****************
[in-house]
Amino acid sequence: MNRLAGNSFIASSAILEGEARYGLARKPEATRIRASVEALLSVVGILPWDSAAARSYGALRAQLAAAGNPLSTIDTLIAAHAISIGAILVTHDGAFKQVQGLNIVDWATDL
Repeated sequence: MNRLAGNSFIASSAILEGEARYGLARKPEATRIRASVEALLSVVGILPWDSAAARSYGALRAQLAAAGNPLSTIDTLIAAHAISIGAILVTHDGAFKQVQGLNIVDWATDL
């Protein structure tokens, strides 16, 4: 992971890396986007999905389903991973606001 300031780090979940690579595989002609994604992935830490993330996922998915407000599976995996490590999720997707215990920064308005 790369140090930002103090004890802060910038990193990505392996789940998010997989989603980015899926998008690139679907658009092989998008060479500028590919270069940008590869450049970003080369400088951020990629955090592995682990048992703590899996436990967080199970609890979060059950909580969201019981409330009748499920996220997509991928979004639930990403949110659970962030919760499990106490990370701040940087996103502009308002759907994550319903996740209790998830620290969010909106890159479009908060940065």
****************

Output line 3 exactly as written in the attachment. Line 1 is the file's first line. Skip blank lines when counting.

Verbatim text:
Repeated sequence: MNRLAGNSFIASSAILEGEARYGLARKPEATRIRASVEALLSVVGILPWDSAAARSYGALRAQLAAAGNPLSTIDTLIAAHAISIGAILVTHDGAFKQVQGLNIVDWATDL